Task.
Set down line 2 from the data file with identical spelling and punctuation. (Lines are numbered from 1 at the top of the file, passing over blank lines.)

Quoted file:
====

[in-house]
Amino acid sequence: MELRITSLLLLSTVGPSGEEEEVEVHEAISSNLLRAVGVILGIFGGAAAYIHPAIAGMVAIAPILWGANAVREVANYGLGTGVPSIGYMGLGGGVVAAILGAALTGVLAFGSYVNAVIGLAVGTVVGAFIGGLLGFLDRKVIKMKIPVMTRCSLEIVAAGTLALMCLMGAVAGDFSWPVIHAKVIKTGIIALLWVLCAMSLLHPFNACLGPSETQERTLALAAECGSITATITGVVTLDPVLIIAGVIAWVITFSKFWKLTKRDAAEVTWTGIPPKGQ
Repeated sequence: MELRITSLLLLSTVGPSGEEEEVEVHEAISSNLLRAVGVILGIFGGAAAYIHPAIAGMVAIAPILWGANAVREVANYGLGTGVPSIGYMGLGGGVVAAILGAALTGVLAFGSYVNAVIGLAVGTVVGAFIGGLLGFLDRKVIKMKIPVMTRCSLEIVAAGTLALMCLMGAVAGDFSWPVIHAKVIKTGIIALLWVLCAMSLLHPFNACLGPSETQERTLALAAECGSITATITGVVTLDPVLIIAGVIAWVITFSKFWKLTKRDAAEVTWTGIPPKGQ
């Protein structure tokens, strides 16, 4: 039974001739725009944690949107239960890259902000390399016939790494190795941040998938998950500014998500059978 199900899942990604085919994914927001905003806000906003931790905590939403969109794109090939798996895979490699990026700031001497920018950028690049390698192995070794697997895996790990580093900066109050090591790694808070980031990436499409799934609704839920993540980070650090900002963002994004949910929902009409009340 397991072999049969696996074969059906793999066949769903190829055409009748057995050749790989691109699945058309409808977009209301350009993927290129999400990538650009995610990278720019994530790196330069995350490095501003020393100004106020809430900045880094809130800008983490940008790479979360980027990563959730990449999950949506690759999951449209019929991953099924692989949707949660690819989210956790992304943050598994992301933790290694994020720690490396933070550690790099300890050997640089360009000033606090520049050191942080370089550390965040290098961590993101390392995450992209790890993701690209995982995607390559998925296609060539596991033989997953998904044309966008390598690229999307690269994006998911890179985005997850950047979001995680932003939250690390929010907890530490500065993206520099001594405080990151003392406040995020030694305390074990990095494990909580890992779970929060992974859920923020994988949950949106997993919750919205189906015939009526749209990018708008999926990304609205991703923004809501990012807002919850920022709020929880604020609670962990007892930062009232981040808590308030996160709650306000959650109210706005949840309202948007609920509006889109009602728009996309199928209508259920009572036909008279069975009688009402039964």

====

Amino acid sequence: MELRITSLLLLSTVGPSGEEEEVEVHEAISSNLLRAVGVILGIFGGAAAYIHPAIAGMVAIAPILWGANAVREVANYGLGTGVPSIGYMGLGGGVVAAILGAALTGVLAFGSYVNAVIGLAVGTVVGAFIGGLLGFLDRKVIKMKIPVMTRCSLEIVAAGTLALMCLMGAVAGDFSWPVIHAKVIKTGIIALLWVLCAMSLLHPFNACLGPSETQERTLALAAECGSITATITGVVTLDPVLIIAGVIAWVITFSKFWKLTKRDAAEVTWTGIPPKGQ